The Week That Was: The Big Stories in Indian Country, August 21, 2016
The Dakota Access pipeline opposition escalated to epic proportions and dominated the headlines in Indian country this past week, while election issues and some legal action on the Gold King Mine spill also made waves.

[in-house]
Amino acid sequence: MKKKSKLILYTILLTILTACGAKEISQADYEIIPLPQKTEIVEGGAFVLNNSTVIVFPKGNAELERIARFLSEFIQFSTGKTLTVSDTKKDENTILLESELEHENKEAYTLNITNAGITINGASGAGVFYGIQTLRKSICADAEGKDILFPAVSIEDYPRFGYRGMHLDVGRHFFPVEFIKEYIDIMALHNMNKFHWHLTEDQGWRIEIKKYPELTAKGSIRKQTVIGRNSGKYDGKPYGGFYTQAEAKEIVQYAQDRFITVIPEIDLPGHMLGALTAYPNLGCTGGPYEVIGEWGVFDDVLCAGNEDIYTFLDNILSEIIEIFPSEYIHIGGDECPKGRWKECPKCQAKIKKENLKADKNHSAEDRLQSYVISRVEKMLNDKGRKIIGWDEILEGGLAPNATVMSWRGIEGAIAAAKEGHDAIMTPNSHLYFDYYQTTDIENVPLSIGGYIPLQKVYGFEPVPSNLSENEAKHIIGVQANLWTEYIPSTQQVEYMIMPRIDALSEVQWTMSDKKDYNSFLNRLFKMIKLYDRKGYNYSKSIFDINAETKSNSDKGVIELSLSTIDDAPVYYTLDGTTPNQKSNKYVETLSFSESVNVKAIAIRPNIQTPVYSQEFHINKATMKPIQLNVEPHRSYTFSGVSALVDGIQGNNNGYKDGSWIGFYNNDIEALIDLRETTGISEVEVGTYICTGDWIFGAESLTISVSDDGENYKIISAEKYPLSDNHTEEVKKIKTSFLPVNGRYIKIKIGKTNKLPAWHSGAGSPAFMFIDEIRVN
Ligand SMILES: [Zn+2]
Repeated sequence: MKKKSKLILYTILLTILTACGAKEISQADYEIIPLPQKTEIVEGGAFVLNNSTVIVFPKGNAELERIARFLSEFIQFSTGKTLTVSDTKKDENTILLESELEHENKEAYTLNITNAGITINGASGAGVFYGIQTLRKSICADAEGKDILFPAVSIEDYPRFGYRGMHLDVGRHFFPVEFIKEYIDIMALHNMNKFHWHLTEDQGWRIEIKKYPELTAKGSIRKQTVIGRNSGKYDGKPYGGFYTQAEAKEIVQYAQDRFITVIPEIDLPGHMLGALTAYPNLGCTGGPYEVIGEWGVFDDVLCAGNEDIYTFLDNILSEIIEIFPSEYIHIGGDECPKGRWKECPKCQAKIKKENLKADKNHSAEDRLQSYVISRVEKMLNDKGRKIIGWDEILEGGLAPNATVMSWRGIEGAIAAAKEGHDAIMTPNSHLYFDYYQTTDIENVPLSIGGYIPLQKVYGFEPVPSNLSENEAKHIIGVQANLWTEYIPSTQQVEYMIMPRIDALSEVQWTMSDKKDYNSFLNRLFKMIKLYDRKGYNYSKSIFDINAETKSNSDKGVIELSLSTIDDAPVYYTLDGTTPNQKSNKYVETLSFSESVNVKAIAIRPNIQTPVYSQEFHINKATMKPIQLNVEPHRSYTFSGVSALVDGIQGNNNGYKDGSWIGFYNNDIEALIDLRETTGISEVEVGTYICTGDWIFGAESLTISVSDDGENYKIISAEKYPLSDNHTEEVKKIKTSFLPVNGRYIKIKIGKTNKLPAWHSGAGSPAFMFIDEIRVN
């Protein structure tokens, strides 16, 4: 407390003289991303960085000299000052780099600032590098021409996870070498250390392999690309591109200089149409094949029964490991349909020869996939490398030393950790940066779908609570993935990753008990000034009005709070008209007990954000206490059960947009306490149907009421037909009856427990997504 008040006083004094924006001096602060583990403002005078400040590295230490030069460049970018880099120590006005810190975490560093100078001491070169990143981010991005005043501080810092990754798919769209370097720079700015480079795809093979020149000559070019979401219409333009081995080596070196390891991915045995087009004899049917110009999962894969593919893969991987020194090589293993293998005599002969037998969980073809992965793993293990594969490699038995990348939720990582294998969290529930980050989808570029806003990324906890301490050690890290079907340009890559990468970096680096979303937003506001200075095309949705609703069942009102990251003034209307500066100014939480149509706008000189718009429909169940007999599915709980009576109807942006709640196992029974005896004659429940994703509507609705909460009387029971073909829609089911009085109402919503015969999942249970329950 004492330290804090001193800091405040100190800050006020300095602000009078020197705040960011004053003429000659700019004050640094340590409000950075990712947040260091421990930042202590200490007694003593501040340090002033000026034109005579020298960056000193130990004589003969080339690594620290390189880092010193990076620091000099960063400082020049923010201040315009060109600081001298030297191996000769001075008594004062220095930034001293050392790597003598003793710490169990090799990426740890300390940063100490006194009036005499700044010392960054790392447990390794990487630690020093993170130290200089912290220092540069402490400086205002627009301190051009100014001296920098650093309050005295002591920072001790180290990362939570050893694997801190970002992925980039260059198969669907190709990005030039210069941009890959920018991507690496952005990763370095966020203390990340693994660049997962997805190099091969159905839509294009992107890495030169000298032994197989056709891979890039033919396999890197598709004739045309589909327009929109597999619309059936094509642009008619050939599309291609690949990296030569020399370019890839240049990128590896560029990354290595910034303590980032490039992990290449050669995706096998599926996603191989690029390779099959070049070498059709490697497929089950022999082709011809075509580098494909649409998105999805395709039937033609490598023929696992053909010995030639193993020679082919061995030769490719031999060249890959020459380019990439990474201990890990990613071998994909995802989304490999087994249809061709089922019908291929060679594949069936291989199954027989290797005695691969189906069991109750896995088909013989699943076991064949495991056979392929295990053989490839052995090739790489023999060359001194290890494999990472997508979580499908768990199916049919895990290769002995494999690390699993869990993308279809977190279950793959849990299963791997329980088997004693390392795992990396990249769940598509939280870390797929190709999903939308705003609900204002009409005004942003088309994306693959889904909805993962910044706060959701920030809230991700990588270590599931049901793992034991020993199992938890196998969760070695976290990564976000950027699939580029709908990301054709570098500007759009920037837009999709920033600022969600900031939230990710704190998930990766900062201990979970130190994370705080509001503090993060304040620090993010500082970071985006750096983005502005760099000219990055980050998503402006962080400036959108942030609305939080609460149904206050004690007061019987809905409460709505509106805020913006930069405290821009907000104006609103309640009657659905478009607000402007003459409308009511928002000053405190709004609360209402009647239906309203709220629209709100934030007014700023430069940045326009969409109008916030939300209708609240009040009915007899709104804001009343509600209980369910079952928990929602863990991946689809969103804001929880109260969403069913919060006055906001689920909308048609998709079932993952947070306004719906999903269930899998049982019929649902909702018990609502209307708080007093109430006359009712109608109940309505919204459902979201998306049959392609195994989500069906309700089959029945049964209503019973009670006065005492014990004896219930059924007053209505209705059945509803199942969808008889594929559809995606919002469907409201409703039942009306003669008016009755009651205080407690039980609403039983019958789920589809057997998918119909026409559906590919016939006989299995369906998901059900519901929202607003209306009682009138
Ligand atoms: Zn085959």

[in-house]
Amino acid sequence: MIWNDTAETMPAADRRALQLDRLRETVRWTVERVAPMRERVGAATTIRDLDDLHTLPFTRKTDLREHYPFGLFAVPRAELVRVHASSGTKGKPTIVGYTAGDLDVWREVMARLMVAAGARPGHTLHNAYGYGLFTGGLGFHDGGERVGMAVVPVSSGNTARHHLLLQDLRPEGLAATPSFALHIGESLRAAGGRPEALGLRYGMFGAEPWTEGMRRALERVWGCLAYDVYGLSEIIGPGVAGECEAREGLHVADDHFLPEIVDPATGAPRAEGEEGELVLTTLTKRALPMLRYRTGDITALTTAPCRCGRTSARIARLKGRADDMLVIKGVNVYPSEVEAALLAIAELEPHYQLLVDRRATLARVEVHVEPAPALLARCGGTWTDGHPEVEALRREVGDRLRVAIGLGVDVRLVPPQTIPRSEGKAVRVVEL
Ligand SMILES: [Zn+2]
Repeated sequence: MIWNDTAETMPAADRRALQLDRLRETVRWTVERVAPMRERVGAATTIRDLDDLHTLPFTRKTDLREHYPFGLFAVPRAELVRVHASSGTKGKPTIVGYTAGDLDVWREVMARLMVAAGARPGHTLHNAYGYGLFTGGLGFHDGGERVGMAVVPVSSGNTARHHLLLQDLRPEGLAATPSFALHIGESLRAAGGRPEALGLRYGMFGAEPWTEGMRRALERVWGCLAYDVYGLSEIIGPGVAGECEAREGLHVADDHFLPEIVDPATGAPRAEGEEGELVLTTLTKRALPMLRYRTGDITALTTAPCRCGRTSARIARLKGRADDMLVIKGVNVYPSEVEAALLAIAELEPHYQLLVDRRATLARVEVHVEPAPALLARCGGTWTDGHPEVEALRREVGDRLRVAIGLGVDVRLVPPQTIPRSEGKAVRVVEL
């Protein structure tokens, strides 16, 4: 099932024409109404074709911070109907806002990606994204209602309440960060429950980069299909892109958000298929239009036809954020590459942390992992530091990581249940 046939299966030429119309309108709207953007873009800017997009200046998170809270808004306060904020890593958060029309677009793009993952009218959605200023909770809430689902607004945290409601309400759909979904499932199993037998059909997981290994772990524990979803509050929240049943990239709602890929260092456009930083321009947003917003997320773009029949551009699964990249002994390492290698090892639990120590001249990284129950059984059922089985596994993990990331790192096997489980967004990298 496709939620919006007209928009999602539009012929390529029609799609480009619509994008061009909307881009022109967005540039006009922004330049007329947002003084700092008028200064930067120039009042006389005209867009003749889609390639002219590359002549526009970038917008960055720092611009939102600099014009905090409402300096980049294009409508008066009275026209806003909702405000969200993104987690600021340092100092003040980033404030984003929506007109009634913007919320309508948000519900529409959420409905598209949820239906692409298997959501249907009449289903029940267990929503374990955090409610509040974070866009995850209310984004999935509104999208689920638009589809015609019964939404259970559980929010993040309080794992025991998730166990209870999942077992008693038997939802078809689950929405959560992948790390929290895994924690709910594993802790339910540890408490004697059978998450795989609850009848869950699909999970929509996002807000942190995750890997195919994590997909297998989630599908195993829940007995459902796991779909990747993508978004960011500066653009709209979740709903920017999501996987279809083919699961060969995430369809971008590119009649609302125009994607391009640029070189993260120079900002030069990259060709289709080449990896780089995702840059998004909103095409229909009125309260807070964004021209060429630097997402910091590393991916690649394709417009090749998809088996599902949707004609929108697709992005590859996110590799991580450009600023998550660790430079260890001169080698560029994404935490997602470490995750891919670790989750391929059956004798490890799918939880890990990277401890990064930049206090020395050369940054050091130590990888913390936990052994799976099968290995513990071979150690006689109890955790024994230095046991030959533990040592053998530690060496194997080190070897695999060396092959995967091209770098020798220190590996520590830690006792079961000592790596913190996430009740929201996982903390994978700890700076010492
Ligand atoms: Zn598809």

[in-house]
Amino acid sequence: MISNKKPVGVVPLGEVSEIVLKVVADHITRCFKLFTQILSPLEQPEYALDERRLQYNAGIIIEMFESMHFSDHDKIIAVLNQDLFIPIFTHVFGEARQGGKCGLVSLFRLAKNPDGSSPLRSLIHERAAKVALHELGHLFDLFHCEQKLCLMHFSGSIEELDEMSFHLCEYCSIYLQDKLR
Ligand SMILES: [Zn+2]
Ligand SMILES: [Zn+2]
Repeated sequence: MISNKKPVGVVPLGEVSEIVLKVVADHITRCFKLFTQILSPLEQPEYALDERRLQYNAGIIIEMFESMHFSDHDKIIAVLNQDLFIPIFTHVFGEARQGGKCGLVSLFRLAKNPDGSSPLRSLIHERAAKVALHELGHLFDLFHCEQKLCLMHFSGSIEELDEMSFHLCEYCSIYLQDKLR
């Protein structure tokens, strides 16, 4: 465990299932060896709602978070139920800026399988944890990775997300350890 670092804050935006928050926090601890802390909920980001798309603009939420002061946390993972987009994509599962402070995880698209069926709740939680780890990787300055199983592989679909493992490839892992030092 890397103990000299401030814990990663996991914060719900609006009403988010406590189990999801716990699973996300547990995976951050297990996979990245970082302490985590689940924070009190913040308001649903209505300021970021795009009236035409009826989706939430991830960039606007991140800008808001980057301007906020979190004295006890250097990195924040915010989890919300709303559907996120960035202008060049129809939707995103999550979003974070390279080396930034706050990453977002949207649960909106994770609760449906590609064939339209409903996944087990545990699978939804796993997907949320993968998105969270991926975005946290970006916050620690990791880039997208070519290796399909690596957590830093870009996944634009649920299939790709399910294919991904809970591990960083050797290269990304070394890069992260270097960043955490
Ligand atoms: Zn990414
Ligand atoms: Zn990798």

NO ACCESS: The Standing Rock Sioux Tribe stood its ground against the Dakota Access oil pipeline across its Treaty lands, and droves of people arrived to support them. They were there to protect the water—the $3.8 billion, 1,178-mile-long pipeline would cross under the Missouri River as well as traverse about 200 water crossings in total—and, led by members of the Standing Rock Sioux Tribe (Hunkpapa Oyate), they blocked an access point for construction attempting to conduct preliminary field survey work. They also succeeded in getting the work halted near the reservation until the parties appear in court on August 24, but not before the arrest of a few dozen people, including Standing Rock Sioux Chairman David Archambault II. No sooner had Archambault been released than he was slapped with a lawsuit by Dakota Access LLC for his role in obstructing construction. Archambault called for peace and nonviolence, and asked that President Barack Obama step in, a day after a federal district court in North Dakota granted a temporary restraining order against those it deemed were interfering with the work. The Standing Rock Sioux Tribe and the International Indian Treaty Council also appealed to United Nations human rights experts to intervene.